Even as he had begun to develop his own truly unique visual language, Vasarely remained ever the reformer. He perceived that his geometric compositions were not yet complete. They needed one additional aspect—the appearance of movement. But rather than creating actual kinetic art, such as the mobiles of Alexander Calder, Vasarely was interested in how the brain perceived movement. He observed how waves on the surface of water, or in the heat of the sun, create the illusion that space is warped, and that solid objects are fluid. He applied this thinking to his compositions, introducing wave patterns to his geometric compositions, and seemingly warping the surfaces of the works. In paintings like “Re.Na II A” (1968), the surface seems to bulge outward. In other paintings, the surface seems to collapse. Most amazingly, as soon as the eye catches on to what it is seeing in these wave patterns, the image seems to shift, giving both the illusion of three-dimensional space and the impression of movement.
Victor Vasarely - Zante, 1949. Installation view at Centre Pompidou, Paris, 2019. Photo courtesy IdeelArt.
A Universal Visual Language
One of the most idealistic aspects of the Vasarely legacy was his creation of the “plastic unit:” a basic visual tool that can be adapted to create infinite visual compositions. The Vasarely plastic unit consists of one geometric shape of one color that contains a second, different geometric shape of another color inside of it—for example, a blue square surrounding a red circle, or vice versa. In contemporary terms, the plastic unit is like a pixel. Vasarely would combine the plastic units together in various geometric combinations then use line and color to introduce waves into the compositions. This simple visual language was truly democratic, since it could easily be copied by anyone. The universality of the style even inspired Vasarely to again wonder how to use what he had created to positively affect the everyday lives of citizens.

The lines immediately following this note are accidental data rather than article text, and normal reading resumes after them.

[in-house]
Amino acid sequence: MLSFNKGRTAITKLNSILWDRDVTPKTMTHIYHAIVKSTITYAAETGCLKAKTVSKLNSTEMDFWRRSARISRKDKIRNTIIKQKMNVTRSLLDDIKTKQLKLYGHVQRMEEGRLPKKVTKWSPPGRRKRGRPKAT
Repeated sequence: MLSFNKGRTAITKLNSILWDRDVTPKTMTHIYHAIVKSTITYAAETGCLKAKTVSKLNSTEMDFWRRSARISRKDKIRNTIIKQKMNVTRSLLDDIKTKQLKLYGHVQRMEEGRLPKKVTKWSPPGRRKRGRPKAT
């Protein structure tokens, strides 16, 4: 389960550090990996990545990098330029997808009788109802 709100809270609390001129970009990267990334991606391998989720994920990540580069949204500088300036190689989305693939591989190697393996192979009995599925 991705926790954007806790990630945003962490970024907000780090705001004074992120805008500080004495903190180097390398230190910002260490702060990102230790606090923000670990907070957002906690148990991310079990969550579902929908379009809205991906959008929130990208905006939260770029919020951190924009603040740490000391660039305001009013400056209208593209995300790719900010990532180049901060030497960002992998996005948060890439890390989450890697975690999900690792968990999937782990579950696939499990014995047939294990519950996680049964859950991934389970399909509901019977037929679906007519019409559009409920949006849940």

Victor Vasarely - Forme 1009 décor 5110, vers 1973. Édition 23/50. Forme 1008 décor 5105, vers 1973. Edition de 75. Forme 1008 décor 5104, vers 1973. Édition 17/75. Forme 1009 décor 5108, vers 1973. Édition 22/50. Forme 1007 décor 5101, vers 1973. Édition 27/100. Forme 1008 décor 5106, vers 1973. Édition 61/75. Forme 1010 décor 5112, vers 1973. Édition 31/100. Forme 1007 décor 5100, vers 1973. Édition 6/100. Installation view at Centre Pompidou, Paris, 2019. Photo courtesy IdeelArt.
As Vasarely: Sharing Forms beautifully shows, Vasarely conceived of numerous strategies to bring his art into the public space. He created a multitude of murals, posters, and even industrial designs, such as the 21-Piece Coffee and Dessert Set he designed for Rosenthal. He created logos for businesses, such as Renault and the Musee de Cinema, among others. And he devoted himself to creating all types of art in public spaces. He envisioned what he called a “polychrome city of happiness,” where his vibrant, colorful, geometric public works would bring the “gloomy and grey suburbs” to life. Throughout this exhibition we see how plasticity is common to all forms of visual culture. Vasarely demonstrated how it is an essential part of fine art, of course. But he also saw plasticity as essential to the very stones used to build the city, and in the colors and shades of light falling on nature. The artificial separations between the fields of art, design, fashion, cinema, architecture, and even advertising melt away when we see all of visual culture in this way. This is the lesson that Vasarely taught: that art is everywhere. Vasarely: Sharing Forms is on view at Centre Pompidou through 6 May 2019.
Featured image: Victor Vasarely - Alom, 1968. Installation view at Centre Pompidou, Paris, 2019. Photo courtesy IdeelArt.
All images used for illustrative purposes only
By Phillip Barcio